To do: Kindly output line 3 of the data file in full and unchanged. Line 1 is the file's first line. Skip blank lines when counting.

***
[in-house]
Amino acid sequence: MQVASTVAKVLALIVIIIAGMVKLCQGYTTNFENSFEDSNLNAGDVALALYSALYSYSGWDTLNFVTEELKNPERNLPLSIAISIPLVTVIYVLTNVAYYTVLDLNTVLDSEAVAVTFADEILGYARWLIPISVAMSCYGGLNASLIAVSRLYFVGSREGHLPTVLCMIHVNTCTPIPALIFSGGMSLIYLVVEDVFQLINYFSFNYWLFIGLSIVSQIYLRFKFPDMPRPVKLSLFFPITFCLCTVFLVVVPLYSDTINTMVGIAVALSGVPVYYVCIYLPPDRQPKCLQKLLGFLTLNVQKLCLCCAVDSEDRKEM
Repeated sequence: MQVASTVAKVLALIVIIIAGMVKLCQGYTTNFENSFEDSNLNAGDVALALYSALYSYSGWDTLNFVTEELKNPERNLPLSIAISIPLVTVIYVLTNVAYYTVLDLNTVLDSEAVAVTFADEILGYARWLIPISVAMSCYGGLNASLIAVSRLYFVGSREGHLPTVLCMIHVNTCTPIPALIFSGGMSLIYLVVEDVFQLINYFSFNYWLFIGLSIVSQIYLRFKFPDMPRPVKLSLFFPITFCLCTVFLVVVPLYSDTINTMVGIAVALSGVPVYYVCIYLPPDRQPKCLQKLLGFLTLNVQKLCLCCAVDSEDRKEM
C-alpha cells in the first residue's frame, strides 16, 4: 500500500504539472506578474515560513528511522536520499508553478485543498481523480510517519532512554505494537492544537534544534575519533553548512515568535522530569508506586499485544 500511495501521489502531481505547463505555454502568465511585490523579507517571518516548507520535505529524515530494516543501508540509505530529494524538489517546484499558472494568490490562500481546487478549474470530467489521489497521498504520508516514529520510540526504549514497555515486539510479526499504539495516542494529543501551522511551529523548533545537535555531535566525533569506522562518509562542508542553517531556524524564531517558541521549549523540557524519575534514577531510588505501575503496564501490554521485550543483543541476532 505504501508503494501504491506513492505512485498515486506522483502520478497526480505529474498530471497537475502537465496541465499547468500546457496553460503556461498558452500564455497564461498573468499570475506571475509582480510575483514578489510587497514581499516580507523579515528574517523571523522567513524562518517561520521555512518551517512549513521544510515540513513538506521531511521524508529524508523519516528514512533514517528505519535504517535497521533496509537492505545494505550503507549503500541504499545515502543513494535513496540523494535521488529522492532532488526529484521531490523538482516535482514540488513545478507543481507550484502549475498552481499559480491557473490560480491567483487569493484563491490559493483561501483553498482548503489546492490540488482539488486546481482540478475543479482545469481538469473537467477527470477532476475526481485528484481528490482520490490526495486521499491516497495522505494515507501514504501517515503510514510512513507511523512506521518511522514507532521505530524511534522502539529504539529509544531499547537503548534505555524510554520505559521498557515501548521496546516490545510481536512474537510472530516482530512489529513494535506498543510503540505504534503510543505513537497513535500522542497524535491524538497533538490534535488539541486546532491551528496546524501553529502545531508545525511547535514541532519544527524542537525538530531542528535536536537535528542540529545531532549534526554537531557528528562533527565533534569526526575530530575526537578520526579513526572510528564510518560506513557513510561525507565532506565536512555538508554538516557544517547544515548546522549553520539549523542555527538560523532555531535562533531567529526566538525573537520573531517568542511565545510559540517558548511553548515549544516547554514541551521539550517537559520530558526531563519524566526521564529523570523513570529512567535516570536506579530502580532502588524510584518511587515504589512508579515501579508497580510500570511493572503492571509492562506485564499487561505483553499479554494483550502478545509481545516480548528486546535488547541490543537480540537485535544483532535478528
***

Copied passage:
Repeated sequence: MQVASTVAKVLALIVIIIAGMVKLCQGYTTNFENSFEDSNLNAGDVALALYSALYSYSGWDTLNFVTEELKNPERNLPLSIAISIPLVTVIYVLTNVAYYTVLDLNTVLDSEAVAVTFADEILGYARWLIPISVAMSCYGGLNASLIAVSRLYFVGSREGHLPTVLCMIHVNTCTPIPALIFSGGMSLIYLVVEDVFQLINYFSFNYWLFIGLSIVSQIYLRFKFPDMPRPVKLSLFFPITFCLCTVFLVVVPLYSDTINTMVGIAVALSGVPVYYVCIYLPPDRQPKCLQKLLGFLTLNVQKLCLCCAVDSEDRKEM